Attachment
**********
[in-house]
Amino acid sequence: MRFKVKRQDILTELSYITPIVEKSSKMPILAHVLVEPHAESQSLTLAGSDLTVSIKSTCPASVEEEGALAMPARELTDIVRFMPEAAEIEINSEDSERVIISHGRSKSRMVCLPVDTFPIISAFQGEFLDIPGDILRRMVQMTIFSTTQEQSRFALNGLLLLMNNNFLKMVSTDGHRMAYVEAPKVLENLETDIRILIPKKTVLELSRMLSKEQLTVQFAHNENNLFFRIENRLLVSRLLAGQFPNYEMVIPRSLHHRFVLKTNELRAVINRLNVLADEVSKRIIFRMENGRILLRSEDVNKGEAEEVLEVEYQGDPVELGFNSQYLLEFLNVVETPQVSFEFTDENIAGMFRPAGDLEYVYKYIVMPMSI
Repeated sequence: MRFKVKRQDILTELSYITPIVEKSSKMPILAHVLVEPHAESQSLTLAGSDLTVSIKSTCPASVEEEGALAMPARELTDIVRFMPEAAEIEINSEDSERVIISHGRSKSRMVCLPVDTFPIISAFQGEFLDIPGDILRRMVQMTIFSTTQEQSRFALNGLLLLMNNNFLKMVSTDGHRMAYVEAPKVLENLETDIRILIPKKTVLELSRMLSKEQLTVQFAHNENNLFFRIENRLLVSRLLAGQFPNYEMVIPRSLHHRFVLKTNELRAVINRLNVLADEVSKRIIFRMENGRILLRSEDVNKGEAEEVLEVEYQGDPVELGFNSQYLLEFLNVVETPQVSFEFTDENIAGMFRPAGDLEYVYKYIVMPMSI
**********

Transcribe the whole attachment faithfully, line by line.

[in-house]
Amino acid sequence: MRFKVKRQDILTELSYITPIVEKSSKMPILAHVLVEPHAESQSLTLAGSDLTVSIKSTCPASVEEEGALAMPARELTDIVRFMPEAAEIEINSEDSERVIISHGRSKSRMVCLPVDTFPIISAFQGEFLDIPGDILRRMVQMTIFSTTQEQSRFALNGLLLLMNNNFLKMVSTDGHRMAYVEAPKVLENLETDIRILIPKKTVLELSRMLSKEQLTVQFAHNENNLFFRIENRLLVSRLLAGQFPNYEMVIPRSLHHRFVLKTNELRAVINRLNVLADEVSKRIIFRMENGRILLRSEDVNKGEAEEVLEVEYQGDPVELGFNSQYLLEFLNVVETPQVSFEFTDENIAGMFRPAGDLEYVYKYIVMPMSI
Repeated sequence: MRFKVKRQDILTELSYITPIVEKSSKMPILAHVLVEPHAESQSLTLAGSDLTVSIKSTCPASVEEEGALAMPARELTDIVRFMPEAAEIEINSEDSERVIISHGRSKSRMVCLPVDTFPIISAFQGEFLDIPGDILRRMVQMTIFSTTQEQSRFALNGLLLLMNNNFLKMVSTDGHRMAYVEAPKVLENLETDIRILIPKKTVLELSRMLSKEQLTVQFAHNENNLFFRIENRLLVSRLLAGQFPNYEMVIPRSLHHRFVLKTNELRAVINRLNVLADEVSKRIIFRMENGRILLRSEDVNKGEAEEVLEVEYQGDPVELGFNSQYLLEFLNVVETPQVSFEFTDENIAGMFRPAGDLEYVYKYIVMPMSI